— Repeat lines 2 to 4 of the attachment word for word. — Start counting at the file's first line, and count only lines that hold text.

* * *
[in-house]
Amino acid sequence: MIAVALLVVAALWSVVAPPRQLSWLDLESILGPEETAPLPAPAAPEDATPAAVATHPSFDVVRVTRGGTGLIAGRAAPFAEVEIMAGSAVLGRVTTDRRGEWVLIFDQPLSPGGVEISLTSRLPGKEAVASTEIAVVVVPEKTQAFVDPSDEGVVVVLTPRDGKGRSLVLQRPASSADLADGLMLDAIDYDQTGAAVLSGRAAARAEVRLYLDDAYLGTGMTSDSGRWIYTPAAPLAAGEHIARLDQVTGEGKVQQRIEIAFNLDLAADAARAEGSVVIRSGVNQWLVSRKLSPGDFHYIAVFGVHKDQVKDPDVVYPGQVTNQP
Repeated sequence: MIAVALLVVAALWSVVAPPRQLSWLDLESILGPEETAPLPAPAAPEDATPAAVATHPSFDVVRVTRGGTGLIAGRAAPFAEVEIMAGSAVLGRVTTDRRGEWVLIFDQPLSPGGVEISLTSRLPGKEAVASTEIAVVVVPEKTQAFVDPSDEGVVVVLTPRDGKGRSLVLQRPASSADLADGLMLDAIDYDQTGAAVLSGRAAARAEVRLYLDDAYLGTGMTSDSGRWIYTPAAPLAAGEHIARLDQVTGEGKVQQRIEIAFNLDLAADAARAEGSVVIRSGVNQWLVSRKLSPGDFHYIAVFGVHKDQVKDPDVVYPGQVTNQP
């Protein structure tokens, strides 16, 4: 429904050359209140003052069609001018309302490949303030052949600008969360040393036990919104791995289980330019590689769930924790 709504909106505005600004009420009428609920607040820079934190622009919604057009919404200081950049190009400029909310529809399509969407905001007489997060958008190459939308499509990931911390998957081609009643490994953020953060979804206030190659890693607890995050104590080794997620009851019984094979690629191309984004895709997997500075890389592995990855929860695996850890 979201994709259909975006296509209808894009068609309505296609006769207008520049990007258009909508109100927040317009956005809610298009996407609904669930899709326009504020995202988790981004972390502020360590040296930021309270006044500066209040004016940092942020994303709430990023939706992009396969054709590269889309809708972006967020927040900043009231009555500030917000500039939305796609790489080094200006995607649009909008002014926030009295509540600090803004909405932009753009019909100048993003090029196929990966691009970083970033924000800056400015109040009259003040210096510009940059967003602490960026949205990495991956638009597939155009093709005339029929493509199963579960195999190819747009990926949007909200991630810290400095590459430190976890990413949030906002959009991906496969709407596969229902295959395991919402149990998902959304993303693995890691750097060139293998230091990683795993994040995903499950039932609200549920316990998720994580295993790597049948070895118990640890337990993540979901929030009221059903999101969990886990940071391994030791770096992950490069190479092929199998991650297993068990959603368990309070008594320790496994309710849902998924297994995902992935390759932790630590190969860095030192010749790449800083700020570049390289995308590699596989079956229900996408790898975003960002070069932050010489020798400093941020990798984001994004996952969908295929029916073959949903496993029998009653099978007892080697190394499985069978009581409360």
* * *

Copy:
Amino acid sequence: MIAVALLVVAALWSVVAPPRQLSWLDLESILGPEETAPLPAPAAPEDATPAAVATHPSFDVVRVTRGGTGLIAGRAAPFAEVEIMAGSAVLGRVTTDRRGEWVLIFDQPLSPGGVEISLTSRLPGKEAVASTEIAVVVVPEKTQAFVDPSDEGVVVVLTPRDGKGRSLVLQRPASSADLADGLMLDAIDYDQTGAAVLSGRAAARAEVRLYLDDAYLGTGMTSDSGRWIYTPAAPLAAGEHIARLDQVTGEGKVQQRIEIAFNLDLAADAARAEGSVVIRSGVNQWLVSRKLSPGDFHYIAVFGVHKDQVKDPDVVYPGQVTNQP
Repeated sequence: MIAVALLVVAALWSVVAPPRQLSWLDLESILGPEETAPLPAPAAPEDATPAAVATHPSFDVVRVTRGGTGLIAGRAAPFAEVEIMAGSAVLGRVTTDRRGEWVLIFDQPLSPGGVEISLTSRLPGKEAVASTEIAVVVVPEKTQAFVDPSDEGVVVVLTPRDGKGRSLVLQRPASSADLADGLMLDAIDYDQTGAAVLSGRAAARAEVRLYLDDAYLGTGMTSDSGRWIYTPAAPLAAGEHIARLDQVTGEGKVQQRIEIAFNLDLAADAARAEGSVVIRSGVNQWLVSRKLSPGDFHYIAVFGVHKDQVKDPDVVYPGQVTNQP
């Protein structure tokens, strides 16, 4: 429904050359209140003052069609001018309302490949303030052949600008969360040393036990919104791995289980330019590689769930924790 709504909106505005600004009420009428609920607040820079934190622009919604057009919404200081950049190009400029909310529809399509969407905001007489997060958008190459939308499509990931911390998957081609009643490994953020953060979804206030190659890693607890995050104590080794997620009851019984094979690629191309984004895709997997500075890389592995990855929860695996850890 979201994709259909975006296509209808894009068609309505296609006769207008520049990007258009909508109100927040317009956005809610298009996407609904669930899709326009504020995202988790981004972390502020360590040296930021309270006044500066209040004016940092942020994303709430990023939706992009396969054709590269889309809708972006967020927040900043009231009555500030917000500039939305796609790489080094200006995607649009909008002014926030009295509540600090803004909405932009753009019909100048993003090029196929990966691009970083970033924000800056400015109040009259003040210096510009940059967003602490960026949205990495991956638009597939155009093709005339029929493509199963579960195999190819747009990926949007909200991630810290400095590459430190976890990413949030906002959009991906496969709407596969229902295959395991919402149990998902959304993303693995890691750097060139293998230091990683795993994040995903499950039932609200549920316990998720994580295993790597049948070895118990640890337990993540979901929030009221059903999101969990886990940071391994030791770096992950490069190479092929199998991650297993068990959603368990309070008594320790496994309710849902998924297994995902992935390759932790630590190969860095030192010749790449800083700020570049390289995308590699596989079956229900996408790898975003960002070069932050010489020798400093941020990798984001994004996952969908295929029916073959949903496993029998009653099978007892080697190394499985069978009581409360």